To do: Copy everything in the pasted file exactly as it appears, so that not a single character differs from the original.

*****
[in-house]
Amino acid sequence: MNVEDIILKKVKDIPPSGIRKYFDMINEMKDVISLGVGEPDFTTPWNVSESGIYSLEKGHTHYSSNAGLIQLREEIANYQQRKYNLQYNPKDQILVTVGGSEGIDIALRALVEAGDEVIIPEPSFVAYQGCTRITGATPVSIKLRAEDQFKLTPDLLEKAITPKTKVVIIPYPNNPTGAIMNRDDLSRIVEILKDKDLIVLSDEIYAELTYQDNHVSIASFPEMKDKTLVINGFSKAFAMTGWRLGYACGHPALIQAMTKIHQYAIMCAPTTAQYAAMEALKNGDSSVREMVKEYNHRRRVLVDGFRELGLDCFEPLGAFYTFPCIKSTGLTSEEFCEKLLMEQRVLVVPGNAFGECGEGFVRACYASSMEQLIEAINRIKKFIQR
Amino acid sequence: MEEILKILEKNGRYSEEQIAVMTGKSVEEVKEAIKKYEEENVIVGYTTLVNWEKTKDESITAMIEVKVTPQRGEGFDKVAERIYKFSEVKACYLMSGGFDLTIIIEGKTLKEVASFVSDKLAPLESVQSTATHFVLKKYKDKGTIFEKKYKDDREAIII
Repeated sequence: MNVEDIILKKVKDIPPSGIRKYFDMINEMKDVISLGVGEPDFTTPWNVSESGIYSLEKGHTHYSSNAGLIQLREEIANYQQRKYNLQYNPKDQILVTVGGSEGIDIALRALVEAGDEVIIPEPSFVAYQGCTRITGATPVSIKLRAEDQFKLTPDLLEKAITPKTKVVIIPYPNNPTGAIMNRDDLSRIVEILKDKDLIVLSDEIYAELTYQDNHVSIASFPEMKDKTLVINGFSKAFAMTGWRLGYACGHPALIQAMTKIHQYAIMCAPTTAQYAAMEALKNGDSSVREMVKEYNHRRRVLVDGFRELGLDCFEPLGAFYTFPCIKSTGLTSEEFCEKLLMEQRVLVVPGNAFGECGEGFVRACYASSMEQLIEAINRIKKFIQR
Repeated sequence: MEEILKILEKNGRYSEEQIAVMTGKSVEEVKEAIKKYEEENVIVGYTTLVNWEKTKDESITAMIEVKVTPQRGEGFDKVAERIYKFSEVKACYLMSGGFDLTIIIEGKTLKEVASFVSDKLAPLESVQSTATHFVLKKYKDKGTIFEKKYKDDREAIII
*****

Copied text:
[in-house]
Amino acid sequence: MNVEDIILKKVKDIPPSGIRKYFDMINEMKDVISLGVGEPDFTTPWNVSESGIYSLEKGHTHYSSNAGLIQLREEIANYQQRKYNLQYNPKDQILVTVGGSEGIDIALRALVEAGDEVIIPEPSFVAYQGCTRITGATPVSIKLRAEDQFKLTPDLLEKAITPKTKVVIIPYPNNPTGAIMNRDDLSRIVEILKDKDLIVLSDEIYAELTYQDNHVSIASFPEMKDKTLVINGFSKAFAMTGWRLGYACGHPALIQAMTKIHQYAIMCAPTTAQYAAMEALKNGDSSVREMVKEYNHRRRVLVDGFRELGLDCFEPLGAFYTFPCIKSTGLTSEEFCEKLLMEQRVLVVPGNAFGECGEGFVRACYASSMEQLIEAINRIKKFIQR
Amino acid sequence: MEEILKILEKNGRYSEEQIAVMTGKSVEEVKEAIKKYEEENVIVGYTTLVNWEKTKDESITAMIEVKVTPQRGEGFDKVAERIYKFSEVKACYLMSGGFDLTIIIEGKTLKEVASFVSDKLAPLESVQSTATHFVLKKYKDKGTIFEKKYKDDREAIII
Repeated sequence: MNVEDIILKKVKDIPPSGIRKYFDMINEMKDVISLGVGEPDFTTPWNVSESGIYSLEKGHTHYSSNAGLIQLREEIANYQQRKYNLQYNPKDQILVTVGGSEGIDIALRALVEAGDEVIIPEPSFVAYQGCTRITGATPVSIKLRAEDQFKLTPDLLEKAITPKTKVVIIPYPNNPTGAIMNRDDLSRIVEILKDKDLIVLSDEIYAELTYQDNHVSIASFPEMKDKTLVINGFSKAFAMTGWRLGYACGHPALIQAMTKIHQYAIMCAPTTAQYAAMEALKNGDSSVREMVKEYNHRRRVLVDGFRELGLDCFEPLGAFYTFPCIKSTGLTSEEFCEKLLMEQRVLVVPGNAFGECGEGFVRACYASSMEQLIEAINRIKKFIQR
Repeated sequence: MEEILKILEKNGRYSEEQIAVMTGKSVEEVKEAIKKYEEENVIVGYTTLVNWEKTKDESITAMIEVKVTPQRGEGFDKVAERIYKFSEVKACYLMSGGFDLTIIIEGKTLKEVASFVSDKLAPLESVQSTATHFVLKKYKDKGTIFEKKYKDDREAIII